Neglect is a relative term, particularly when you look at writers from a global perspective. Charmian Clift is a good example. In the U.S., she gained slight notice for her two books about life on a Greek island back in the 1950s, disappeared after that, and is utterly unknown today. In Australia, she and her husband, the novelist George Johnston are major figures in the country’s cultural history, and adjectives such as myth, legend and phenomenon are attached to her story, and this collection of her essays can be found on the Australian Society of Authors’ list of the 200 Greatest Works of Australian Literature.
Had Clift been American and People magazine been in business during her life, she would have been a staple of the supermarket check-out aisles. Beautiful, smart, and talented, she was already gaining considerable publicity and attention before she met and married Johnston, who was one of the most dashing of Australia’s war correspondents and a rising figure in the country’s postwar literary scene. Their romance scandalized some, as Johnston was married and eleven years older. They collaborated on a novel set in Tibet, The High Valley (1947), that won the Sydney Morning Herald award as the best Australia novel–the first of three they would write together. A vocal opponent of the government of Prime Minister Robert Menzies, Johnston left Australia in 1950 to take a job as a correspondent in London, bringing along Clift and their two young children.
After a few years in chilly England, chafing against the constraints of journalism, Johnston quit his job as correspondent and the family moved to Greece in 1954, where they soon set up house on the small island of Hydra. Their dream was to enjoy the warm weather, cheap living, and freedom from distractions and concentrate on writing. And at first it worked. George wrote several novels, as well as a number of thrillers under the name of “Shane Martin” (the names of their first two children), and Charmian wrote two books about life on the island: Mermaid Singing (1956) and Peel Me a Lotus (1959).
But although Hydra was a small and largely forgotten island, it had attracted a fair number of expatriates, and some of them, like Johnston and Clift, were hard drinkers and partiers. They collected in the back room of a small grocery store run by the Katsikas brothers, and soon the parties were starting right around noon and running all night. Hydra’s reputation as a haven for bohemians spread, attracting, among others, the young Canadian poet, Leonard Cohen, who bought a house there in 1960. Photographer James Burke visited the island and made the expat scene the subject of a photo essay, with Clift and Johnston prominently featured. Both passionate people, Johnston and Clift gave vent to their feelings when drinking, and became known for their bitter fights. Cohen would later write of the couple that they “drank more than other people, they wrote more, they got sick more, they got well more, they cursed more, they blessed more, and they helped a great deal more. They were an inspiration.”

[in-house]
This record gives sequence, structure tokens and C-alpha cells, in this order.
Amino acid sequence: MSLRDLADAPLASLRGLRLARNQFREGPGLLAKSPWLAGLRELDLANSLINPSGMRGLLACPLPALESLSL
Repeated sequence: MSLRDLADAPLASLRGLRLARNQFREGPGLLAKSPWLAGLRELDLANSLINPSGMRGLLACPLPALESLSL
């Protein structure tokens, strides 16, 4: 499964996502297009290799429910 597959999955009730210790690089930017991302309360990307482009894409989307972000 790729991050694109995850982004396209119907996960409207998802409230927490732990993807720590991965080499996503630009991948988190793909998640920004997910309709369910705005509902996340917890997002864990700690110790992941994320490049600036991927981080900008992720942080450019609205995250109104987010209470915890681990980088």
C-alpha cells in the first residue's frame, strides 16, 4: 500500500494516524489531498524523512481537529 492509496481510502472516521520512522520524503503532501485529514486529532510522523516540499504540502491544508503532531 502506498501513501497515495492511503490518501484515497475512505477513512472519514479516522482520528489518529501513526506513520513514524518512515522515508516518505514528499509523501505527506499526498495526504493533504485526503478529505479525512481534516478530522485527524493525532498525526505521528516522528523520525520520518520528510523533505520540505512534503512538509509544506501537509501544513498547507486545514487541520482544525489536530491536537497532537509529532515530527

And, despite the warmth of the Greek summers, life in an unheated house took its toll on Johnston, who never enjoyed the most robust constitution. He contracted tuberculosis, and spent long months incapacitated, which cut into his time for writing and hence the family’s income. Finally, he borrowed some money and flew back to Australia in 1964, and Clift followed him soon after with their children (now three with the addition of Jason, born on Hydra).
Johnston’s health continued to decline, although he was able to complete his autobiographical novel, My Brother Jack (1965), now considered an Australian classic. But Clift had to take over as the main breadwinner, and, by happy coincidence, was offered the job of writing a weekly column in the women’s section of the Melbourne Herald and Sydney Morning Herald. The papers published a large ad announcing Clift’s engagement alongside her first column featuring her photo and mentioning the couple’s recent return from Greece.
Clift’s first piece (titled “Coming Home” but changed by the editors to “Has the Old Place Really Changed?”) reflected on the contrasts between the landscapes, urban environments, and people of Greece and Australia. She remarked how often her old acquaintances would tell her, “The old place has changed quite a bit since you saw it last.” But, in fact, she noted, many of the characteristics of Australian life — characteristics that had led her and Johnston to leave ten years earlier — hadn’t changed. It was, she found, still a country wrapped up in its concerns for conformity.
Though the column came to her largely as an accident, the timing was perfect. Australian society was beginning to open up, influenced by the racial, sexual, and cultural changes it saw happening in England and America. Before Clift began writing, the women’s page of the Herald confined itself to lightweight pieces on beauty, fashion, food, and child-rearing. Clift’s style and outlook was anything but conventional. Though her debut column noted that Australia’s symbolism was growing old, she saw on the horizon “a real cultural and social flowering, spiky and wild and refreshing and strange and unquestionably rooted in native soil.”
And she was aware of significant geopolitical changes on the horizon as well. The Menzies government introduced military conscription for young men the same month that Clift began writing her column, and soon after began increasing its commitment of troops to support the Americans and South Vietnamese in Vietnam. At the same time, Asian immigration was being seen as a threat to the Australian economy and identity. Clift argued that the shift was inevitable:
Indeed, our national policy might be dedicated to the proposition that we stay, racially, as we are — 98..7 per cent European excluding the Aborigines (although it seems doubtful whether the Aborigines are going to go on meekly submitting to exclusion) — but since the end of the war it has been impossible for any one of us, as Europeans, to ignore the fact that two great continents, teeming with the differently coloured skins that comprise half the world’s population, lie between us and home base….
Coming back to Australia one is even more conscious of Asia. Not as the Far East. Not as the Near North. Not even as Our Neighbours. One is conscious of Asia as the place where one lives.